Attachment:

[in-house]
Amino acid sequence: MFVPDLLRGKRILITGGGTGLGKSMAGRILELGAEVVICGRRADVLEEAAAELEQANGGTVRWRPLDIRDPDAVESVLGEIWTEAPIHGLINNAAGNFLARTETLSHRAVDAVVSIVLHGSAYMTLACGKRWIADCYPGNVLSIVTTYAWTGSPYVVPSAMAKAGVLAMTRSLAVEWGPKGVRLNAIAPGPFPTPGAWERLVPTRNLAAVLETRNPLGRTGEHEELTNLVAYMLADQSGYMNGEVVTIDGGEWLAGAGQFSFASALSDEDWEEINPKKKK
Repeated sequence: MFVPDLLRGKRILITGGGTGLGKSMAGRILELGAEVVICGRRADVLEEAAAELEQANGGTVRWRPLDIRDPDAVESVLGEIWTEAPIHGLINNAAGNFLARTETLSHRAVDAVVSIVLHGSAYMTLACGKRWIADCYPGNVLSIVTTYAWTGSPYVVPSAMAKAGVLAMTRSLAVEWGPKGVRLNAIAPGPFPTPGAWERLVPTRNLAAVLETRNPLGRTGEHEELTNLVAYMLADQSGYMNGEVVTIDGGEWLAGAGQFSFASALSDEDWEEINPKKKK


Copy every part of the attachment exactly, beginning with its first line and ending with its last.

[in-house]
Amino acid sequence: MFVPDLLRGKRILITGGGTGLGKSMAGRILELGAEVVICGRRADVLEEAAAELEQANGGTVRWRPLDIRDPDAVESVLGEIWTEAPIHGLINNAAGNFLARTETLSHRAVDAVVSIVLHGSAYMTLACGKRWIADCYPGNVLSIVTTYAWTGSPYVVPSAMAKAGVLAMTRSLAVEWGPKGVRLNAIAPGPFPTPGAWERLVPTRNLAAVLETRNPLGRTGEHEELTNLVAYMLADQSGYMNGEVVTIDGGEWLAGAGQFSFASALSDEDWEEINPKKKK
Repeated sequence: MFVPDLLRGKRILITGGGTGLGKSMAGRILELGAEVVICGRRADVLEEAAAELEQANGGTVRWRPLDIRDPDAVESVLGEIWTEAPIHGLINNAAGNFLARTETLSHRAVDAVVSIVLHGSAYMTLACGKRWIADCYPGNVLSIVTTYAWTGSPYVVPSAMAKAGVLAMTRSLAVEWGPKGVRLNAIAPGPFPTPGAWERLVPTRNLAAVLETRNPLGRTGEHEELTNLVAYMLADQSGYMNGEVVTIDGGEWLAGAGQFSFASALSDEDWEEINPKKKK